Every man dies. Not every man really lives.
William Ross Wallace, American poet
Fast-forward in slow motion is the best way I can begin to describe the last year as editor of Mini Truckin’. So much has happened over the last 12 months that it’s really hard to believe that it all fit inside of a 365-day-sized bottle. I have to admit, this column was especially tough for me to spit out this month. In one respect, it’s a great time to sit back and reflect on the last year as this issue represents #12 for me! With a full year of MT under my belt, the nerves have calmed a bit, but there’s still a sense of stress going into the planning stages of the next volume of issues, but I’m sure that’s normal. In short, I’ve met a whole lot of great people and have seen a ton of amazing minitrucks over the last year. This is the sweet part of my story.
The bitter comes from having to type the words that Courtney “Tito” Halowell has passed on. Aside from his pivotal editorial positions with Mini Truckin’, Truckin’, Street Trucks, Baggers Magazine, World of Rods, as well as a handful of other magazine titles, he was a loyal friend to many and an inspirational colleague to few. I consider myself lucky that my first magazine gig was with Street Chopper just over four years ago. I was hired as an editorial assistant, which is pretty much the lowest title on a magazine, with the exception of an intern, that is. Courtney was the editor of SC at that time, and I remember bugging the hell out of him about letting me write a story—ANY story for the mag! I just wanted to know what it was like to see my name in a real magazine that could be found at a real bookstore. I think my overexcitement at that time turned him off to the idea, but my day finally came! He gave me a full feature to write and told me that if I did a good job that he would let me take on more stories. The amount of appreciation I have for Courtney for that opportunity is immeasurable.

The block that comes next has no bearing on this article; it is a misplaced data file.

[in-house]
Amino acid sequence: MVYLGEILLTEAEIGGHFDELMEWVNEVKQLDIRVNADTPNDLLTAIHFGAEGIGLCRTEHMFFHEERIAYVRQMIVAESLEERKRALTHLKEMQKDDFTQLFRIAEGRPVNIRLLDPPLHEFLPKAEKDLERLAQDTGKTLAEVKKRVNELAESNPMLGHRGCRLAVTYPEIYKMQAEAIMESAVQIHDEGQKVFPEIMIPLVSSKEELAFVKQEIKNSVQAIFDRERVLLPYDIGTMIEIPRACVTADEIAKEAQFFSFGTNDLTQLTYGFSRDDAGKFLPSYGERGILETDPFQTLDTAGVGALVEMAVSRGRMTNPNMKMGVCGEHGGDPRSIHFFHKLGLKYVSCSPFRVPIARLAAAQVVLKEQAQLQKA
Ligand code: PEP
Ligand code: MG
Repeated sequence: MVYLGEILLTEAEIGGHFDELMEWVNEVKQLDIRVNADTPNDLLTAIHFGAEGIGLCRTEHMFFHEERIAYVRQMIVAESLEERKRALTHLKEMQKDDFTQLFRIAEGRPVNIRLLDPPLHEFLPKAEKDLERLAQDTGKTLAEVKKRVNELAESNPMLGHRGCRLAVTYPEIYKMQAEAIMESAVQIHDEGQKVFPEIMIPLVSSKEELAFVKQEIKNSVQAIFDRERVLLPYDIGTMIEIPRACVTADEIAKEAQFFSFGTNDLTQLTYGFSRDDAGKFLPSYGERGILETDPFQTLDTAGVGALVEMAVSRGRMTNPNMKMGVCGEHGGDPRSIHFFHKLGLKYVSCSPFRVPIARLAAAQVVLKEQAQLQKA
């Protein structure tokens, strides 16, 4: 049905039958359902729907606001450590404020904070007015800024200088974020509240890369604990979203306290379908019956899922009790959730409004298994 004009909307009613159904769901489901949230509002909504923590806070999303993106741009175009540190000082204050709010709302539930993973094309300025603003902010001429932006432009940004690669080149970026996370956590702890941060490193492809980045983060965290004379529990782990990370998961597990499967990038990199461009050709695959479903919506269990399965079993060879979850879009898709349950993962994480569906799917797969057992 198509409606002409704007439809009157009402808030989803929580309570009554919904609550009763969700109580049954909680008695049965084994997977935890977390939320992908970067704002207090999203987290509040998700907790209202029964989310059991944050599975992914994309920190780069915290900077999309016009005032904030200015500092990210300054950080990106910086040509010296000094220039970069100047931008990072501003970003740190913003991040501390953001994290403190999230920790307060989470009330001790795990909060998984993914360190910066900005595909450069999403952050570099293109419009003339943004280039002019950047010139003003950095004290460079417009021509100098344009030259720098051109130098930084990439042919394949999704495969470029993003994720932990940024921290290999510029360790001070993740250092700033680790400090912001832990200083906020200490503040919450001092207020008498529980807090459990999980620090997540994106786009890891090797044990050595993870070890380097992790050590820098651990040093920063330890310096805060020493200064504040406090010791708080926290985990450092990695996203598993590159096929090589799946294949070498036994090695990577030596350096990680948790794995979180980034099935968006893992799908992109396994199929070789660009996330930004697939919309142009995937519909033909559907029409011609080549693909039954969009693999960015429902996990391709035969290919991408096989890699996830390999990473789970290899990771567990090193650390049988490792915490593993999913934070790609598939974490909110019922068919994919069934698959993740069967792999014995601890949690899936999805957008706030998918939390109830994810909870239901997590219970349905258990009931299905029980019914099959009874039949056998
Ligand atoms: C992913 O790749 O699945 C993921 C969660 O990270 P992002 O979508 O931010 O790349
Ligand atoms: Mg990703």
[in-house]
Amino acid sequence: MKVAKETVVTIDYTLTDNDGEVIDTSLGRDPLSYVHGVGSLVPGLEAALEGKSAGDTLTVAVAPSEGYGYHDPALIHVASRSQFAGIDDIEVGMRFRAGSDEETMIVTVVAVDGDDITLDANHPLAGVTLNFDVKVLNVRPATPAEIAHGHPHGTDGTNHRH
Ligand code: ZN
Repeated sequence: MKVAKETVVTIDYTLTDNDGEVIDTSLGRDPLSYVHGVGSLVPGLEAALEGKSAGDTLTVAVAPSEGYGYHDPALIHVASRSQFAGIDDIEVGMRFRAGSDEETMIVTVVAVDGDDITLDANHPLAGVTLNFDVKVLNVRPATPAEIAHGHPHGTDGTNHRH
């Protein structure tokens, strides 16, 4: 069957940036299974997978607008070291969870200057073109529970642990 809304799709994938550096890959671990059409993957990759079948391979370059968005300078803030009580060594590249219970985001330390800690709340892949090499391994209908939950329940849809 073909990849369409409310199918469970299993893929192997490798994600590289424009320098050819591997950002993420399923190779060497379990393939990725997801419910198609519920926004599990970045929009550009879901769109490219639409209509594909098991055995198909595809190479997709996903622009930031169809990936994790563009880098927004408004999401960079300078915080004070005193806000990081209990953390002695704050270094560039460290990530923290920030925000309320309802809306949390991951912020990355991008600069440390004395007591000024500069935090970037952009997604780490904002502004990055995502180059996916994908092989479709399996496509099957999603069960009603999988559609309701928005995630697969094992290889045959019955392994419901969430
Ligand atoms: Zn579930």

I remember Courtney best as he was sitting in our old office building on Cerritos Ave. blasting outlaw country music on XM radio and criticizing me for calling a chopper "gorgeous" in that first article he assigned me. He didn’t think the term was fitting for a tough-guy biker mag, and I totally agreed with him. He suggested I use "badass," "epic," or "righteous" instead, if I’m not mistaken. It’s funny, because I’d use all of those suggestions of his to describe his life’s work in the world of automotive journalism.
Rest in peace, Courtney.